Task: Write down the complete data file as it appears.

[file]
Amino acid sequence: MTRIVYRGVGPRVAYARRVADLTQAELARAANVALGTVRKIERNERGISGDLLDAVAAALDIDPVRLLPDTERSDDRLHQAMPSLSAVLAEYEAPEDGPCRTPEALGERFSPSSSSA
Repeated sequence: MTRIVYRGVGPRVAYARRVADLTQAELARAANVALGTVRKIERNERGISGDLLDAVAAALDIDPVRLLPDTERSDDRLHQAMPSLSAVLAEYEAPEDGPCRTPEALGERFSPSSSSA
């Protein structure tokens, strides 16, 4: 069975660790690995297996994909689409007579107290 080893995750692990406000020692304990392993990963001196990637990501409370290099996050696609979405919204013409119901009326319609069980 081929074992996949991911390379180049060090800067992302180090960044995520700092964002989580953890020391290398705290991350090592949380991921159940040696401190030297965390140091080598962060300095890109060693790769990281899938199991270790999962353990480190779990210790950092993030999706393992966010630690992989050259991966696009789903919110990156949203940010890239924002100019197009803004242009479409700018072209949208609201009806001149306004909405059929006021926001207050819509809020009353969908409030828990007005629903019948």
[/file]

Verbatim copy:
Amino acid sequence: MTRIVYRGVGPRVAYARRVADLTQAELARAANVALGTVRKIERNERGISGDLLDAVAAALDIDPVRLLPDTERSDDRLHQAMPSLSAVLAEYEAPEDGPCRTPEALGERFSPSSSSA
Repeated sequence: MTRIVYRGVGPRVAYARRVADLTQAELARAANVALGTVRKIERNERGISGDLLDAVAAALDIDPVRLLPDTERSDDRLHQAMPSLSAVLAEYEAPEDGPCRTPEALGERFSPSSSSA
């Protein structure tokens, strides 16, 4: 069975660790690995297996994909689409007579107290 080893995750692990406000020692304990392993990963001196990637990501409370290099996050696609979405919204013409119901009326319609069980 081929074992996949991911390379180049060090800067992302180090960044995520700092964002989580953890020391290398705290991350090592949380991921159940040696401190030297965390140091080598962060300095890109060693790769990281899938199991270790999962353990480190779990210790950092993030999706393992966010630690992989050259991966696009789903919110990156949203940010890239924002100019197009803004242009479409700018072209949208609201009806001149306004909405059929006021926001207050819509809020009353969908409030828990007005629903019948």